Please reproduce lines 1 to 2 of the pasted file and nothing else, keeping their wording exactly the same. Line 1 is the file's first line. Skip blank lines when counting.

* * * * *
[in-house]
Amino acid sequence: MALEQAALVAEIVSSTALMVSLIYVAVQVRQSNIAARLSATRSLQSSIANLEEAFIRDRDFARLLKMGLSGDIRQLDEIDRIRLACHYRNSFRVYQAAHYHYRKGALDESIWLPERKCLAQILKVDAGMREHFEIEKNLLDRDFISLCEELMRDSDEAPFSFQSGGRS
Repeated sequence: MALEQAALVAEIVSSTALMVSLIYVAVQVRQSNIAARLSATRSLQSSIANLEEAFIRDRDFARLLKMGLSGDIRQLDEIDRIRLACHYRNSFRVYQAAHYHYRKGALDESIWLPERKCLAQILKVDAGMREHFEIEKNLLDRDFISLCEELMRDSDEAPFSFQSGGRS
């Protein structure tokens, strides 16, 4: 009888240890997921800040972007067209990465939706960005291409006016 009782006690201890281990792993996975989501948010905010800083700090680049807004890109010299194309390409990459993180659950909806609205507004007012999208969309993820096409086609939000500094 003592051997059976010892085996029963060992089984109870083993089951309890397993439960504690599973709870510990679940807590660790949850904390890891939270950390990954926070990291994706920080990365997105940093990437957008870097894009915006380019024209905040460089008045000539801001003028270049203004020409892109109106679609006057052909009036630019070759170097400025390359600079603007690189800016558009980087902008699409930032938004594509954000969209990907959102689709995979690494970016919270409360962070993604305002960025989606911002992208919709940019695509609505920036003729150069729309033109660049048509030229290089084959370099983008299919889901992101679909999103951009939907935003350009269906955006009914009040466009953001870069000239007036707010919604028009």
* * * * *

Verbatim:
[in-house]
Amino acid sequence: MALEQAALVAEIVSSTALMVSLIYVAVQVRQSNIAARLSATRSLQSSIANLEEAFIRDRDFARLLKMGLSGDIRQLDEIDRIRLACHYRNSFRVYQAAHYHYRKGALDESIWLPERKCLAQILKVDAGMREHFEIEKNLLDRDFISLCEELMRDSDEAPFSFQSGGRS